Tuesday, October 12, 2010

Extra, Extra, Read All About It

I subscribe by email to breast cancer updates from a few websites.  Today I received a message about a breast cancer slide show from WebMD.

It has only 25 slides, with a small written narrative for each, and I thought it was very well done.  Check it out.  It's a quick, easy to understand overview about breast cancer.


One of the members on my favorite cancer message board posted the next article, starting a discussion among members.  The article is about the "Pink Ribbon" machine and how some breast cancer activists would like to change the way we think about breast cancer.  Instead of focusing on survival, how bout we focus on prevention!!!  There are several members on the message boards that really dread October.  I get that now.


This next one, True North tweeted about.  It's all about brain fog and how it may be related to the actual cancer, and not necessarily the chemo.  I'll tell you, my neuropathy and fatigue are hanging on, but every day since taking the Sam-e and exercising it feels as if the brain fog is lifting.  I definitely relate to the double whammy for breast cancer patients, dealing with treatment, which has the added bonus of throwing you into menopause.  Chemo brain?  Cancer brain?  Menopause brain?


Thanks Duncle for getting on the band wagon and sending both NY Times articles to me, not knowing they were already on my radar.

I am only two weeks away from my BLM.  Yikes.  I've been doing my best to get a handle on handling the ongoing side effects of chemo even though chemo is over, and grieving over travelling to the Kingdom of Lost Breasts.  If that is not enough, now comes the next wave of common side effects and collateral damage from mastectomy and lymph node surgery.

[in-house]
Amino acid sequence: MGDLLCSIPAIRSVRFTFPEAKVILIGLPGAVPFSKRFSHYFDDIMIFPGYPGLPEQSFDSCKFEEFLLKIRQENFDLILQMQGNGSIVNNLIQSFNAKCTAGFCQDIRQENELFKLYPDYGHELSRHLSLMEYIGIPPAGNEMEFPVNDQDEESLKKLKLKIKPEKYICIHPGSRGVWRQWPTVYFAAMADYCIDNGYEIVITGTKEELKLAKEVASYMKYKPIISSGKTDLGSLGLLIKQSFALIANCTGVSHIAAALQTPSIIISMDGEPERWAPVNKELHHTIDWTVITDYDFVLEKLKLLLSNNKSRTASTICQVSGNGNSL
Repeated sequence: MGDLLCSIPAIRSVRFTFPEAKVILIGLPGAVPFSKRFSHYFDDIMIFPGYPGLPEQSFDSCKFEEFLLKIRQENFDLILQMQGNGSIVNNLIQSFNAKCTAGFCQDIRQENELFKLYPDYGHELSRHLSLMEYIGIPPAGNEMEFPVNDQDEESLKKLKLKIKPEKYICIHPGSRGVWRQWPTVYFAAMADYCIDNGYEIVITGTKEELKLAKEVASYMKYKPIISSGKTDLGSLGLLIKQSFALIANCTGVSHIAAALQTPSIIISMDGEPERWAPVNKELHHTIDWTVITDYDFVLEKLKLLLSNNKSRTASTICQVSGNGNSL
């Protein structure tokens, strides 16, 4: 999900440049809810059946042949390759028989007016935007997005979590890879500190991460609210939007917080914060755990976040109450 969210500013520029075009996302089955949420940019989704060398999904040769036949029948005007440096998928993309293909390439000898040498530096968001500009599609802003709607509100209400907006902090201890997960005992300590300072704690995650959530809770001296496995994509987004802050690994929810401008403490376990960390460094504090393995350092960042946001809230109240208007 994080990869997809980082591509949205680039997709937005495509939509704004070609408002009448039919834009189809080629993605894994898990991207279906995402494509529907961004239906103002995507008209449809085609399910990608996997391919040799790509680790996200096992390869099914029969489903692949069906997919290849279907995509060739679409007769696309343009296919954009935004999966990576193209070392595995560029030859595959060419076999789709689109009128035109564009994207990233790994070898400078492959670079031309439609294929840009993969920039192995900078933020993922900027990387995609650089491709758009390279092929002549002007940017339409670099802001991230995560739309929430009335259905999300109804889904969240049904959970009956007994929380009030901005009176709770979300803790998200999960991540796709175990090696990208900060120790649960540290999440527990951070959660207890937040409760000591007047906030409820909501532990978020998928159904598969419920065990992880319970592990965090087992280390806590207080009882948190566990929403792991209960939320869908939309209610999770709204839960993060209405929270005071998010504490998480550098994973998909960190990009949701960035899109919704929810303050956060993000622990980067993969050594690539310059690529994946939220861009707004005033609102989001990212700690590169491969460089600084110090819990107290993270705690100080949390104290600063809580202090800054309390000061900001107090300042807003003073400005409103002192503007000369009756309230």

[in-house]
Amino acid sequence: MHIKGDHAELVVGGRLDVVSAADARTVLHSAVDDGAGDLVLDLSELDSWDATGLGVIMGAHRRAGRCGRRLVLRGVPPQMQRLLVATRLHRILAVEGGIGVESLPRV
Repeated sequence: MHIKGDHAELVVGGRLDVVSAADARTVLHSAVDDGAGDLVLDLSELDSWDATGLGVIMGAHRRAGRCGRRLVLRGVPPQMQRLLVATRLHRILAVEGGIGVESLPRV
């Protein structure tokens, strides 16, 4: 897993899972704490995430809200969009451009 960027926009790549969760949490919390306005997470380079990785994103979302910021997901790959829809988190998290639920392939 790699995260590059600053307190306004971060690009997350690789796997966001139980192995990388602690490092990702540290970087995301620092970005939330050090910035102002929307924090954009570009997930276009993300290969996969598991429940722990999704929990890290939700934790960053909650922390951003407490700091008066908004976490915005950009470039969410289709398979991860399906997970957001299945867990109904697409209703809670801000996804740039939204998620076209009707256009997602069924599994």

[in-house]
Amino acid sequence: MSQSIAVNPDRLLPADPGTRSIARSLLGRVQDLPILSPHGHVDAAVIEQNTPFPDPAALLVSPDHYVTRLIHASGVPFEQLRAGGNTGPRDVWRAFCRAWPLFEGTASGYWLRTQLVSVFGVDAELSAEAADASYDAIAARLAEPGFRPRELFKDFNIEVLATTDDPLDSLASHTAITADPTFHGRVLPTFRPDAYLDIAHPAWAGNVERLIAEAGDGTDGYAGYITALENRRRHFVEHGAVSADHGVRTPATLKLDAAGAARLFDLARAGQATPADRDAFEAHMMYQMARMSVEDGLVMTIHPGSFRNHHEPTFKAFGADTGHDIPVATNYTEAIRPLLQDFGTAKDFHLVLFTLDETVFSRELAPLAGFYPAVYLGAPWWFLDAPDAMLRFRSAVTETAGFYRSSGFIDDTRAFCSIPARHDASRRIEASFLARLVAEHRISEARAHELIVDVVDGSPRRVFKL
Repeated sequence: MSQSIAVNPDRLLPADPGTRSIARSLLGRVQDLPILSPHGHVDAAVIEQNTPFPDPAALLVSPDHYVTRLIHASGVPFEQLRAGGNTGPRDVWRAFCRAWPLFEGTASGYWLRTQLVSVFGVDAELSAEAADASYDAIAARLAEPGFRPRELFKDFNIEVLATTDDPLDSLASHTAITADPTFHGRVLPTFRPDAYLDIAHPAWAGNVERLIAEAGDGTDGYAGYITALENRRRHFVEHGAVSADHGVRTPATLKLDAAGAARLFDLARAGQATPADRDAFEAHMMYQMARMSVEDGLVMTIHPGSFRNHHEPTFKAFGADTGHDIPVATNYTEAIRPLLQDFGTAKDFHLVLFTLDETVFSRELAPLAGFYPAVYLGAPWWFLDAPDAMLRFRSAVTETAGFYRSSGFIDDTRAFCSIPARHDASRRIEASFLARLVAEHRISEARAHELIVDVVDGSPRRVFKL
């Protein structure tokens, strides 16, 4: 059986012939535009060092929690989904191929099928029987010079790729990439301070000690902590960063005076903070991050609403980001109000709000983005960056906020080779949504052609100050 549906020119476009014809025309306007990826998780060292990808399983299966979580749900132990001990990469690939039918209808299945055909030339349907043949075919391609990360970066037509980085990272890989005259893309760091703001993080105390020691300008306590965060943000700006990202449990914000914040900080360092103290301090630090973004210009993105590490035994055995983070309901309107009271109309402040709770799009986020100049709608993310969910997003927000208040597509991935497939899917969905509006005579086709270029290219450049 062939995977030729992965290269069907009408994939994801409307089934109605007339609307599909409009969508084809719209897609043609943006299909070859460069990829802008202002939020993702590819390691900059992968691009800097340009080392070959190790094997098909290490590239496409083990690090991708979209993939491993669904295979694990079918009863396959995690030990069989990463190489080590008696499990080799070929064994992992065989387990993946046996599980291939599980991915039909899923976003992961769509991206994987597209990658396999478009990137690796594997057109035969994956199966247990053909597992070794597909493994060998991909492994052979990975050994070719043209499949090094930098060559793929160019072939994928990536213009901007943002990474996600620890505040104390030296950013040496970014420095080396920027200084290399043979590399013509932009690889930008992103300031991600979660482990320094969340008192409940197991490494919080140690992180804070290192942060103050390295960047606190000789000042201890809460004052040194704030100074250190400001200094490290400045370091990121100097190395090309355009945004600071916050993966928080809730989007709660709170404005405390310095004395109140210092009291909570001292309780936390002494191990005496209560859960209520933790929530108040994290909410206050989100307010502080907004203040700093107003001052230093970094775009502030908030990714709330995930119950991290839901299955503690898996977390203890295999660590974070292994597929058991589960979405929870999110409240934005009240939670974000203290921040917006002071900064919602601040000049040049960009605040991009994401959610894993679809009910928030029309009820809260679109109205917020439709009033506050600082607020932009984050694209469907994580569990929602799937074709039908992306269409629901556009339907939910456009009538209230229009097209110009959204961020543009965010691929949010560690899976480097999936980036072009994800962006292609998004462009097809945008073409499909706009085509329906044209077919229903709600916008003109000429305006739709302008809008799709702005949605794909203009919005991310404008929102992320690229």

You've heard of PMS; how about PMPS?  Post-mastectomy pain syndrome is ongoing nerve pain that occurs in 20-60% of women following lumpectomy or mastectomy.  The most common signs of PMPS are chest wall pain and tingling down the arm.

Hello, yes, I'd like a side of neuropathy to go with my neuropathy.  Hold the onions.

Can you say lymphedema?  This is swelling in the arm of the affected side after lymph node removal and/or radiation, and can start immediately after surgery, or may take months or years to develop.  Once it does, it can be managed but not cured.

Remember this Mft, what you wrote after I finished chemo?

How about a river rafting metaphor. 5 months of kick ass, whitewater rapids and now there is a piece of calm river. You can rest your paddle on the edge of the raft and gaze at the beautiful landscape. Relax and catch your breath because the guide says there is another rapid ahead. Rest your paddle honey. XOXOXO

Did I miss the calm river part?

Ok kids, rapids ahead, you coming with me? 

Get ready for paddles in the water.

1 comment:

masonmft said...

I may have misjudged how damn fast the quiet part of the river was running. Fast, baby, fast. Make sure your life jacket is secure and get ready to paddle. Love you.

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